Synthesis of Derivatives of N-glycyl-β-glycosylamine 1) Dansyl Derivatives

The ammonolysis product (step 3 above) was purified and dansylated according to the method of Gray, Meth. Enzymol. XXV, 121 (1971), and the yield compared to that obtained by direct dansylation of lactosylamine (without formation of intermediate N-haloacetylated glycosylamine). The two reaction mixes were run on Silica 60 TLC using 7:1 MeCN/water containing 0.05% diaminobutane. The dansylated products were identified under UV light (366 nm) and these, and the origins (free lactose/N-glycl-lactosylamine) were eluted and counted. The results obtained are shown in Table II, below.

              TABLE II______________________________________Product             % of total______________________________________Dansyl-N-glycyl-lactosylamine               69.5N-Glycyl-lactosylamine               30.5N-Dansyl-lactosylamine               10.1Free lactose        89.9______________________________________
2. Fluorescein Derivatives

The N-glycyl-β-glycosylamine derivative of N-acetylglucosamine was dissolved in 100 μl of 0.1M sodium bicarbonate. To this was added 100 μl of DMF containing a 10-fold excess of 5(-6)-carboxyfluorescein-N-hydroxy-succinimidoester (Molecular Probes Inc., Eugene, Oreg.). The reaction was allowed to proceed for 6 hrs at room temperature. The mixture was then dried, redissolved in water, acidified using glacial acetic acid and finally ether extracted to remove free fluorescein. The aqueous phase was then applied to reverse phase HPLC on a Spherisorb S50DS2 SP column (8.0×300 mm), using UV (258 mm) and fluorescence detection (exit. 336 nm-emisc. 536 nm). 50 μl aliquots of the fractions obtained were counted. A typical profile is shown in FIG. 7. Fractions containing free sugar and the fluorescein conjugate were then pooled, dried and counted to obtain the overall yield based on starting sugar shown in Table III below. Similar results were obtained with the derivatives of 5(-6)-carboxytetramethylrhodamine-N-hydroxysuccinimidoester (data not shown).

              TABLE III______________________________________Product              3 H dpm                         % of total______________________________________Free GlcNAc          3.19 E5  90.3Fluorescein-GlcNAc (direct)                3.43 E4   9.7Free GlcNAc + GlycylGlcNAc                1.24 E5  47.3Fluorescein-GlycylGlcNAc                1.38 E5  52.6______________________________________

The foregoing data indicate that haloacetylated-glycosylamines are an effective intermediate in the synthesis of β-N-linked saccharide conjugates. Since each of the steps proceeds practically to completion, derivatives in yields approaching 70-80% of total starting compound can be produced.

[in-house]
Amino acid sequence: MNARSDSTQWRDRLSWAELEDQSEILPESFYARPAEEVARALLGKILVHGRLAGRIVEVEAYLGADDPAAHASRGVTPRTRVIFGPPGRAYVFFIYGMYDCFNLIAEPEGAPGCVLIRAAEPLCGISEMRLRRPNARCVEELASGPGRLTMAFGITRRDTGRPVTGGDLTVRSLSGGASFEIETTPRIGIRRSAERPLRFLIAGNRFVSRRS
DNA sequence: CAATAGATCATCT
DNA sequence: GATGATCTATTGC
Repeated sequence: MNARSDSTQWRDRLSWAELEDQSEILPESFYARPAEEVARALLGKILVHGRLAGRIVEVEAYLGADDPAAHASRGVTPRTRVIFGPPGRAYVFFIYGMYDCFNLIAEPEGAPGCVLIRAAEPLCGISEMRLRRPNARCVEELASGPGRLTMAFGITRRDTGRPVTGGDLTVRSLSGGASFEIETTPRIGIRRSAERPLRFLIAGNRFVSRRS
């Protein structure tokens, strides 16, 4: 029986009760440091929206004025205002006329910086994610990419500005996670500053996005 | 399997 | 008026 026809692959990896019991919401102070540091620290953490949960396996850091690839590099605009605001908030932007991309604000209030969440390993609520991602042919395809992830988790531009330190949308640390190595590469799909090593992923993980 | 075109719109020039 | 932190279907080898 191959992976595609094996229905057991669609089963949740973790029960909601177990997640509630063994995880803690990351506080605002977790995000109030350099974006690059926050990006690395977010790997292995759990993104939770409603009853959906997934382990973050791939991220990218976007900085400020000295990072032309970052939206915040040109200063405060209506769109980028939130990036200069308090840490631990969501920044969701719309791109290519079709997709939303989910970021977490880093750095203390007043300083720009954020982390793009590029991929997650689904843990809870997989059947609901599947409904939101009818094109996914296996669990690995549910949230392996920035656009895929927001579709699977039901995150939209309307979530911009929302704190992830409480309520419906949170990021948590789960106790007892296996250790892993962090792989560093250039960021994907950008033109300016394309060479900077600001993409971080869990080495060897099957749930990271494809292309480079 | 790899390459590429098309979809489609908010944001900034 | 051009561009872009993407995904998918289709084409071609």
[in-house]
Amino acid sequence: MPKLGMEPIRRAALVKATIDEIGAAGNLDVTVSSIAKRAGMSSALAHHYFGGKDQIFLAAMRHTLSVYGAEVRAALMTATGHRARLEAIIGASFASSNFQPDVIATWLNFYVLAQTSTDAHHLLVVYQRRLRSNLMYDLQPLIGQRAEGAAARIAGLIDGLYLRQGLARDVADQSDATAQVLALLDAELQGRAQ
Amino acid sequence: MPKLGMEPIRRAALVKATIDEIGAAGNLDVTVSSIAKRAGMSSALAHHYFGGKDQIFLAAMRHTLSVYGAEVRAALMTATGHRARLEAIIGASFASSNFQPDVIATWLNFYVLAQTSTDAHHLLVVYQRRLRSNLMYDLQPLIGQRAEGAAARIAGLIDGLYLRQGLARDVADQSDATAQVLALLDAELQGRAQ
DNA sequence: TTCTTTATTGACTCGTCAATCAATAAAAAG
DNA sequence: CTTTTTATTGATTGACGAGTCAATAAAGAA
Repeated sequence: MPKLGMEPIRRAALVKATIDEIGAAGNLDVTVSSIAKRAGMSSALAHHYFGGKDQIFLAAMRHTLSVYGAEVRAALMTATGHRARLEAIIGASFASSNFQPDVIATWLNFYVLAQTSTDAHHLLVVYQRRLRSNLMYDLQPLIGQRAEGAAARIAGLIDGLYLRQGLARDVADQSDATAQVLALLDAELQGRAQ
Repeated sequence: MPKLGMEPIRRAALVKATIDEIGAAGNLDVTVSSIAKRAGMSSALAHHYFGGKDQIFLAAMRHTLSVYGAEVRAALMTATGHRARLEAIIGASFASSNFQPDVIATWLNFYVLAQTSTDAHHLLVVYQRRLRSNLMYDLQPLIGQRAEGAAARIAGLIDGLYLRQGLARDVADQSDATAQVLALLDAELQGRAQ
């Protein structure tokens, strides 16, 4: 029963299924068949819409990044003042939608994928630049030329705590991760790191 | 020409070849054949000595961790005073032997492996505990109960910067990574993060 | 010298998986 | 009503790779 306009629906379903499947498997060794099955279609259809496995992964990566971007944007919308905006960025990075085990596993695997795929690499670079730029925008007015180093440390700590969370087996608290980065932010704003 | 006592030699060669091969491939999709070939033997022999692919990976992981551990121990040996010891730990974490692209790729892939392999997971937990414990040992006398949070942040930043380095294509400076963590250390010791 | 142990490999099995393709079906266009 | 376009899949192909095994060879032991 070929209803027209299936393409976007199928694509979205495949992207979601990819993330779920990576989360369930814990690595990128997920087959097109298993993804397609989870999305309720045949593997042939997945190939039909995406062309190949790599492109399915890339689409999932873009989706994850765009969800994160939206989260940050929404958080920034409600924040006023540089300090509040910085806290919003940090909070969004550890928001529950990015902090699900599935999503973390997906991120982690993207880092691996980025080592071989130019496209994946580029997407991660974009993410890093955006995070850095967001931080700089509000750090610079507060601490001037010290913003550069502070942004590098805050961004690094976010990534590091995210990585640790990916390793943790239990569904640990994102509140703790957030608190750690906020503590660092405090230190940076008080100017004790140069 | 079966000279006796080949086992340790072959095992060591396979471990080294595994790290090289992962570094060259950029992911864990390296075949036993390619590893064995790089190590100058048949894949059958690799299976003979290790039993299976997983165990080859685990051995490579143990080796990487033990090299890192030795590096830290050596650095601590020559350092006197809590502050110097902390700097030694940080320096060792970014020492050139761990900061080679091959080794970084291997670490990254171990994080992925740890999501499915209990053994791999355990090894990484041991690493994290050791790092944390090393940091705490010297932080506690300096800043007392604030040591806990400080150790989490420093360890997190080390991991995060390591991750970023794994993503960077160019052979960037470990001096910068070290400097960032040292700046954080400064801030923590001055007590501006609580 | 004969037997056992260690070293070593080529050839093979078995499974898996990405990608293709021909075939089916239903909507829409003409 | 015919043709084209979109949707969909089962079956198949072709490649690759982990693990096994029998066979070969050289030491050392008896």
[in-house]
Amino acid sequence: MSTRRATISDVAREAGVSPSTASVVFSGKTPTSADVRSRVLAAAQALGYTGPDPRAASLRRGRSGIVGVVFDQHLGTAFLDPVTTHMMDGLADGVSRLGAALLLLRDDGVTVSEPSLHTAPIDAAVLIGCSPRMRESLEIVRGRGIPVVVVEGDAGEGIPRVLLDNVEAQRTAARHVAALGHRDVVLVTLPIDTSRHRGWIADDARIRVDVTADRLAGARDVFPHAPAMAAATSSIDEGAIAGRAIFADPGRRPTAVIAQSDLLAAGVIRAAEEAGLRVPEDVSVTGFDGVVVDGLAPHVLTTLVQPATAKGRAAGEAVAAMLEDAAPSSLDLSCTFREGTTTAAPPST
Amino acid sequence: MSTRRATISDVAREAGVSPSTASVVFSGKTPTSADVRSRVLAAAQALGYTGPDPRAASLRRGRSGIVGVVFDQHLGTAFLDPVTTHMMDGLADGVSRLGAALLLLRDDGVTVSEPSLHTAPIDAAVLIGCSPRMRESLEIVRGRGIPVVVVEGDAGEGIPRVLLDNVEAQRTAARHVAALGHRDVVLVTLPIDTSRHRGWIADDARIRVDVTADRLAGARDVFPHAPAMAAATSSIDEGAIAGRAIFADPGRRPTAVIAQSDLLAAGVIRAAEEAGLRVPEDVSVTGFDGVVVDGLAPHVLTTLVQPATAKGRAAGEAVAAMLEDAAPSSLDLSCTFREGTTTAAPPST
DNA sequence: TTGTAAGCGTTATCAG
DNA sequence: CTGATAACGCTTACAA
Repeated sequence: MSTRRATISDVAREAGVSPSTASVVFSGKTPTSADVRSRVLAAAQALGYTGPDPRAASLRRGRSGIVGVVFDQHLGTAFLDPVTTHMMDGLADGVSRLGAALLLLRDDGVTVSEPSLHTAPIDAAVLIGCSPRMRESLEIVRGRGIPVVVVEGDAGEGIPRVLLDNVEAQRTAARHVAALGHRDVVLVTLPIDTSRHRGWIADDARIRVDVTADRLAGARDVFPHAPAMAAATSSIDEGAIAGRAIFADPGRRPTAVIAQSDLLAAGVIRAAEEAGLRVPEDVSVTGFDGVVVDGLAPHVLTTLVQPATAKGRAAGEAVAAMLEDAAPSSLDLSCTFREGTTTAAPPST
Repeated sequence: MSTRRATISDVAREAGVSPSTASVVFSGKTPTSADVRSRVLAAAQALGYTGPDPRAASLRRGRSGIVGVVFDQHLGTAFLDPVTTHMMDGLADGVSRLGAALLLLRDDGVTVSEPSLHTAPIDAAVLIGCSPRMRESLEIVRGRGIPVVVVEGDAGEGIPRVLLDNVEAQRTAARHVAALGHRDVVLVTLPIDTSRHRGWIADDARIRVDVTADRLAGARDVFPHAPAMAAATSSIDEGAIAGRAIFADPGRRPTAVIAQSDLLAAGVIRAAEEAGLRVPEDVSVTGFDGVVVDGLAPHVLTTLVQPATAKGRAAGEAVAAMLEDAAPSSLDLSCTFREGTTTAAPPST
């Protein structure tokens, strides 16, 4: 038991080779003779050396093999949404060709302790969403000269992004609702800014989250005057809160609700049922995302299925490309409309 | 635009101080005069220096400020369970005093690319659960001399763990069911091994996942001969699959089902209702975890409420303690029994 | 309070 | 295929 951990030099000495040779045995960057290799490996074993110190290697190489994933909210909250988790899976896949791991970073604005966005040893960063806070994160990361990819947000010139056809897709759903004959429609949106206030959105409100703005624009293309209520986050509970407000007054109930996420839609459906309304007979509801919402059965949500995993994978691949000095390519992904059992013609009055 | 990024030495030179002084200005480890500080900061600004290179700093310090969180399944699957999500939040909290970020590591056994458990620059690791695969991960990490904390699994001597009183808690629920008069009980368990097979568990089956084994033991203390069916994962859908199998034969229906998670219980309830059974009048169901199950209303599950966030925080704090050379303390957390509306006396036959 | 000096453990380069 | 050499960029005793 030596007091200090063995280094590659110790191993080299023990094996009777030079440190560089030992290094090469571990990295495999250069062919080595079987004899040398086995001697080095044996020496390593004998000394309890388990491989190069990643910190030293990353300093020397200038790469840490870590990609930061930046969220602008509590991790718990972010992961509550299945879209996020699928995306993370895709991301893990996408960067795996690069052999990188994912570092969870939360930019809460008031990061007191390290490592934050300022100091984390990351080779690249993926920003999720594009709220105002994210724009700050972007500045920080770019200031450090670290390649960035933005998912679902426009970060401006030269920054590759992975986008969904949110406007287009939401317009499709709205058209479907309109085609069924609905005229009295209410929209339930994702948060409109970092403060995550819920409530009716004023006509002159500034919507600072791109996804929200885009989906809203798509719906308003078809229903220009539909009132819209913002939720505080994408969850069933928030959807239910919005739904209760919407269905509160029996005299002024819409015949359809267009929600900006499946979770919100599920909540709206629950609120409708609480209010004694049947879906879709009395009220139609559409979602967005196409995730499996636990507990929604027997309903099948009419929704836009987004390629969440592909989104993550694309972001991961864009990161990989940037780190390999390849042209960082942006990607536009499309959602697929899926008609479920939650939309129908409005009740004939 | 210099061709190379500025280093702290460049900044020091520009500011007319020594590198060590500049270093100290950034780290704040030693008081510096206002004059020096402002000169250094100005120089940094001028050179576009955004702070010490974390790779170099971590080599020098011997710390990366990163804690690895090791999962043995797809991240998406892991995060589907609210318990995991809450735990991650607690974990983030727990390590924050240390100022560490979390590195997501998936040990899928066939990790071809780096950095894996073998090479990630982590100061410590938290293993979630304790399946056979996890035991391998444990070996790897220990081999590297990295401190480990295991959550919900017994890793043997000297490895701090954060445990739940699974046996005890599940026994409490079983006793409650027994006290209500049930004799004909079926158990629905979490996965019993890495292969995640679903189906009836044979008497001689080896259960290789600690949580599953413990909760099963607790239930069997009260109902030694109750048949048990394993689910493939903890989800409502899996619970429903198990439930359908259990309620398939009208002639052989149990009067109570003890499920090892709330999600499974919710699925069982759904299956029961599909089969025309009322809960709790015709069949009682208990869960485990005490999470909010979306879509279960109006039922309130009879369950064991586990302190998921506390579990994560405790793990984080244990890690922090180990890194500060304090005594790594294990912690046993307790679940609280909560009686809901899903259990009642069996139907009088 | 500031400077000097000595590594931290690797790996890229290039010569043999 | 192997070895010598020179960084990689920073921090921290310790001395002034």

______________________________________GENERAL METHOD FOR OLIGOSACCHARIDEDERIVATIZATION______________________________________OligosaccharidesDissolve in sat. NH4 HCO3Incubate at 30° C. 4 days↓Lyophilize with repeatedaddition of water↓N-haloacetylation → Direct derivatization↓Add sat. (NH4)2 CO3Incubate o/n 50° C.↓Remove residual glycine, salts↓Derivatization of N-glycyl-glycosylamines______________________________________

See the following reaction scheme for an additional example of the usefulness of these derivatives. It again should be pointed out that the structure of these derivatives includes the amide bond and methylene group found in the biological linkage between N-linked carbohydrates and asparagine in glycoproteins. The reactivity of haloacetylated glycosylamines and glycylglycosylamines with, e.g., thioglycolic acid and succinic anhydride, respectively, allow for the incorporation of a terminal carboxy group. This can be used to couple the oligosaccharide to glycopeptides or peptides or proteins by conventional EDC/NHS chemistry [1-ethyl-3-(3-dimethylaminopropyl)-carbodiimide/N-hydroxysuccinimide coupling reactions]. ##STR7##

Examples 4 to 9 further illustrate the unique use of the haloacetylated glycosamine intermediate for the synthesis of a variety of N-glycyl-β-glycosylamines or N-linked glycoconjugates embodied in the general Formula III, hereinbefore.

EXAMPLE 4 Method for the Synthesis of Fluorescent-labelled Oligosaccharides Introduction

Fluorescent-labelled probes have found wide application in cell biology. For example, fluorescent-labelled monoclonal antibodies are routinely used in medical research. FACS-analysis (Fluorescent Activated Cell Sorting) or fluorescent microscopy are widely used methods for their detection.

It has recently become apparent that cell surfaces contain a variety of cell-surface carbohydrate binding proteins which are important in cell-adhesion events (e.g., Selectins). Fluorescent-derivatives of carbohydrates would therefore have a wide application in the detection of these receptors using either FACS-analysis or fluorescent microscopy. The development of an oligosaccharide fluorescent probe requires a chemical approach which retains the ring structure of the reducing terminal monosaccharide residue, the anomericity of this residue and an appropriate linker to the probe which mimics the biological attachment. This example illustrates the synthesis of the 1-N-glycyl-β-derivative of an oligosaccharide, and reaction of this compound with fluorescein isothiocyanate (FITC) to produce a fluorescent-derivative (FIG. 8A). This synthesis is of general applicability such that any carbohydrate that contains a reducing terminal oligosaccharide may be converted into fluorescent derivatives.